Some friends and I went to a student karaoke night during my semester abroad in London. As we were heading over to the university pub, I decided that I’d sing “Wonderwall.” Classic crowd-pleaser. Just as I walked over to the signup sheet, some English chick starts on the mic with “Today is gonna be the day that they’re gonna throw it all back to you.” Brit stole my song.

The only obvious choice at that point was “Let it Be.” The Beatles and a room full of wasted British people; I couldn’t go wrong. The university pub was packed by the time I got to the stage, and I clearly remember three blonde guys immediately put their arms around one another as I started to sing. Things were getting real emotional. So I sang, drink in hand, while my friend Jeff took pictures and my friend Rebecca (likely) tried to convince the bartender to let her dance on the bar.

Things were going really well. Everyone was swaying and singing along. Then I got to the musical interlude. I didn’t want to just stand there for a whole 40 seconds, so I decided to take the opportunity to make a speech. (Might be beneficial to queue up the song for this part right here, for storytelling purposes). “I’d like to give a shout out to my mom, asleep on Long Island. To my dad, who asked my mom to stop calling me because my international phone bill is ridiculous. To my friends, here tonight. And finally, to America. God Bless the USA!”

I actually don’t have any idea WHY I said that last part, but with the crescendo in the interlude, it just felt right. Those three British guys with their arms around one another cheered. I honestly think people were too drunk to realize I’d just proclaimed US prominence in international waters. It was a great night.

This story has absolutely nothing to do with my recent trip to Pittsburgh, except for that I read Mindy Kaling’s book on the plane. In it she suggests everyone have a curated inventory of karaoke songs on hand for any occasion. Noted.

I went to Pittsburgh to visit my friend Danielle, who is there for grad school. She’s about to become an architect! It’s so strange when people you’ve known since you were five go off into the world and do real things with large pieces of paper and rulers. Danielle and I had a great time exploring Austin together, so I was really excited for this trip.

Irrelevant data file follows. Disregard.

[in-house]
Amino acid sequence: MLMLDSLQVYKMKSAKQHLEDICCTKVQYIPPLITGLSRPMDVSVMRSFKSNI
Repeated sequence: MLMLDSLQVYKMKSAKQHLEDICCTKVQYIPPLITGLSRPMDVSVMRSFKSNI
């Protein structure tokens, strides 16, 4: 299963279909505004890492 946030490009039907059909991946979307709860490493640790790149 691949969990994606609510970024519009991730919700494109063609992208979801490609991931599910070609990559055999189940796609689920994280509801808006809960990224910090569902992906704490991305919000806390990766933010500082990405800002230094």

My friend Halley–a chef, and someone who knows A LOT about food–is a Pittsburgh-to-Brooklyn transplant, so she sent over some great food recommendations.

Pittsburgh is suuuupah cute. Like a little mini Georgetown in some parts, a little mini Downtown Manhattan in other parts, and a not-so-little-or-mini college town in other, other parts. Clean, walkable, good people. Everyone “bleeds black and gold.”

Here are some restaurants we really enjoyed:


Sriracha on every table is ALWAYS a good sign. Wood tables, cool decor. Get the Pork Belly Steamed Buns. I completely could have eaten 25 of these. Danielle got Pad Thai and I got Street Noodle 1, which was topped with perfectly crisp, light, and not at all greasy Thai fried chicken.



Not too hungry when we walked in for dinner, we ended up finishing off two pies (Fresh Ricotta and Prosciutto) and a bottle of wine. Only weird part, and I’m not complaining here, is that the waiter brought us all the desserts. Not a figure of speech here, we literally got all of the desserts without ordering them. The Arborio Rice Pudding was my fav.


Primanti Brothers

I initially didn’t want to go here because I was doing the no cheese/not much meat thing since New Year’s BUT as you know from the blurbs above, that was thrown out the window over Thai friend chicken and pizza. We went and it was a great decision. Danielle and I split their classic sandwich–which is piled high with french fries, tomato, coleslaw, and provolone by default–with roast beef. A pickle, too, for good measure.


Overall a very exciting and seemingly up-and-coming restaurant scene in Pittsburgh! Now go figure out your top three karaoke songs.


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One Response to Pittsburgh

  1. Jayne says:

    That was great Melissa!!!

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